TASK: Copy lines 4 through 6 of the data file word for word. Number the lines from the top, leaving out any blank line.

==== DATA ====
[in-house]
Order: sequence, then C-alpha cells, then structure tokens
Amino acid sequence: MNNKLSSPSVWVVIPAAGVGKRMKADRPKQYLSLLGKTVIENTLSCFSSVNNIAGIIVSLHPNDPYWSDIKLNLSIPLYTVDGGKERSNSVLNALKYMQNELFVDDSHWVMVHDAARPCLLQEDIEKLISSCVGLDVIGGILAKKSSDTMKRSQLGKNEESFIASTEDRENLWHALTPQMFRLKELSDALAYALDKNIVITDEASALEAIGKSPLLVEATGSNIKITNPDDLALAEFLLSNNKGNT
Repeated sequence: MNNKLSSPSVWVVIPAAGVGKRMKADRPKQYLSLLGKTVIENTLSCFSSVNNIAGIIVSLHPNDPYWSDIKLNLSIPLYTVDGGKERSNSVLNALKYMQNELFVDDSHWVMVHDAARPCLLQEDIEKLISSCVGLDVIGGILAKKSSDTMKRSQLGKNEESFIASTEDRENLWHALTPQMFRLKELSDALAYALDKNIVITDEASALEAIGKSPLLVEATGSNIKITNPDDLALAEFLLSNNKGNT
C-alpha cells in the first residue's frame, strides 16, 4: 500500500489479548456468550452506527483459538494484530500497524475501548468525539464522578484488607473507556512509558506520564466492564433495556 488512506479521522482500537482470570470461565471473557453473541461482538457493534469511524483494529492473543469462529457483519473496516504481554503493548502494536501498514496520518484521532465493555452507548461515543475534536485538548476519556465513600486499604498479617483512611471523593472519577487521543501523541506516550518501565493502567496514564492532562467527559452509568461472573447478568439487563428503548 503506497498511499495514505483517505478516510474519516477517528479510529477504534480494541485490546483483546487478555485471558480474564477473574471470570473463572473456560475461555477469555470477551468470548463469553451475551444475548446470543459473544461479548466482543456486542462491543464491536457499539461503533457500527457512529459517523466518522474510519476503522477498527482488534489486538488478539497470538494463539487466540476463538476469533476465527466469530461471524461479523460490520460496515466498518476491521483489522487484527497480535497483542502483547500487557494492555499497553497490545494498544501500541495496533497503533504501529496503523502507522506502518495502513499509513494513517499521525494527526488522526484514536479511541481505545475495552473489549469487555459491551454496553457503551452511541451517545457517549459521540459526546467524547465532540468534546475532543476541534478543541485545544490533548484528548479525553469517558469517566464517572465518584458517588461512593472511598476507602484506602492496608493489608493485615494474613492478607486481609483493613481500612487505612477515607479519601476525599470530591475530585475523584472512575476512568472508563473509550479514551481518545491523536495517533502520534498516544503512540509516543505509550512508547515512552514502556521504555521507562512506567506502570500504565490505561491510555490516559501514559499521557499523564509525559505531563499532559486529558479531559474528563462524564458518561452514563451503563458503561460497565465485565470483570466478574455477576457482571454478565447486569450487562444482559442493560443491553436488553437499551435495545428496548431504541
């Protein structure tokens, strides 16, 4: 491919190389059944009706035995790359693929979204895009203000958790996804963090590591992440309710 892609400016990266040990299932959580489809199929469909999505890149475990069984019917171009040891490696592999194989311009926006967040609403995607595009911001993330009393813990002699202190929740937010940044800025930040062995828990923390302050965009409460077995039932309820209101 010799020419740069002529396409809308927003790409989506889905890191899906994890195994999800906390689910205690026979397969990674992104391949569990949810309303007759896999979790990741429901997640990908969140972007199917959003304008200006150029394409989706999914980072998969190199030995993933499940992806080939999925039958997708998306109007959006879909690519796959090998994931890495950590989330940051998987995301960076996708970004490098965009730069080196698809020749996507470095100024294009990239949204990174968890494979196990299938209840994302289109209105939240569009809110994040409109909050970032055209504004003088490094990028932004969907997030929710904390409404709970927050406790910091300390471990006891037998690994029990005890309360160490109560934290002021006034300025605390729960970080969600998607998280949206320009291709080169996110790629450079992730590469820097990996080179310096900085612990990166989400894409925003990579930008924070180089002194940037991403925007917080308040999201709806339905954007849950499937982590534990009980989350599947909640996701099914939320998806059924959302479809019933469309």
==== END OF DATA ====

Repeated sequence: MNNKLSSPSVWVVIPAAGVGKRMKADRPKQYLSLLGKTVIENTLSCFSSVNNIAGIIVSLHPNDPYWSDIKLNLSIPLYTVDGGKERSNSVLNALKYMQNELFVDDSHWVMVHDAARPCLLQEDIEKLISSCVGLDVIGGILAKKSSDTMKRSQLGKNEESFIASTEDRENLWHALTPQMFRLKELSDALAYALDKNIVITDEASALEAIGKSPLLVEATGSNIKITNPDDLALAEFLLSNNKGNT
C-alpha cells in the first residue's frame, strides 16, 4: 500500500489479548456468550452506527483459538494484530500497524475501548468525539464522578484488607473507556512509558506520564466492564433495556 488512506479521522482500537482470570470461565471473557453473541461482538457493534469511524483494529492473543469462529457483519473496516504481554503493548502494536501498514496520518484521532465493555452507548461515543475534536485538548476519556465513600486499604498479617483512611471523593472519577487521543501523541506516550518501565493502567496514564492532562467527559452509568461472573447478568439487563428503548 503506497498511499495514505483517505478516510474519516477517528479510529477504534480494541485490546483483546487478555485471558480474564477473574471470570473463572473456560475461555477469555470477551468470548463469553451475551444475548446470543459473544461479548466482543456486542462491543464491536457499539461503533457500527457512529459517523466518522474510519476503522477498527482488534489486538488478539497470538494463539487466540476463538476469533476465527466469530461471524461479523460490520460496515466498518476491521483489522487484527497480535497483542502483547500487557494492555499497553497490545494498544501500541495496533497503533504501529496503523502507522506502518495502513499509513494513517499521525494527526488522526484514536479511541481505545475495552473489549469487555459491551454496553457503551452511541451517545457517549459521540459526546467524547465532540468534546475532543476541534478543541485545544490533548484528548479525553469517558469517566464517572465518584458517588461512593472511598476507602484506602492496608493489608493485615494474613492478607486481609483493613481500612487505612477515607479519601476525599470530591475530585475523584472512575476512568472508563473509550479514551481518545491523536495517533502520534498516544503512540509516543505509550512508547515512552514502556521504555521507562512506567506502570500504565490505561491510555490516559501514559499521557499523564509525559505531563499532559486529558479531559474528563462524564458518561452514563451503563458503561460497565465485565470483570466478574455477576457482571454478565447486569450487562444482559442493560443491553436488553437499551435495545428496548431504541
């Protein structure tokens, strides 16, 4: 491919190389059944009706035995790359693929979204895009203000958790996804963090590591992440309710 892609400016990266040990299932959580489809199929469909999505890149475990069984019917171009040891490696592999194989311009926006967040609403995607595009911001993330009393813990002699202190929740937010940044800025930040062995828990923390302050965009409460077995039932309820209101 010799020419740069002529396409809308927003790409989506889905890191899906994890195994999800906390689910205690026979397969990674992104391949569990949810309303007759896999979790990741429901997640990908969140972007199917959003304008200006150029394409989706999914980072998969190199030995993933499940992806080939999925039958997708998306109007959006879909690519796959090998994931890495950590989330940051998987995301960076996708970004490098965009730069080196698809020749996507470095100024294009990239949204990174968890494979196990299938209840994302289109209105939240569009809110994040409109909050970032055209504004003088490094990028932004969907997030929710904390409404709970927050406790910091300390471990006891037998690994029990005890309360160490109560934290002021006034300025605390729960970080969600998607998280949206320009291709080169996110790629450079992730590469820097990996080179310096900085612990990166989400894409925003990579930008924070180089002194940037991403925007917080308040999201709806339905954007849950499937982590534990009980989350599947909640996701099914939320998806059924959302479809019933469309």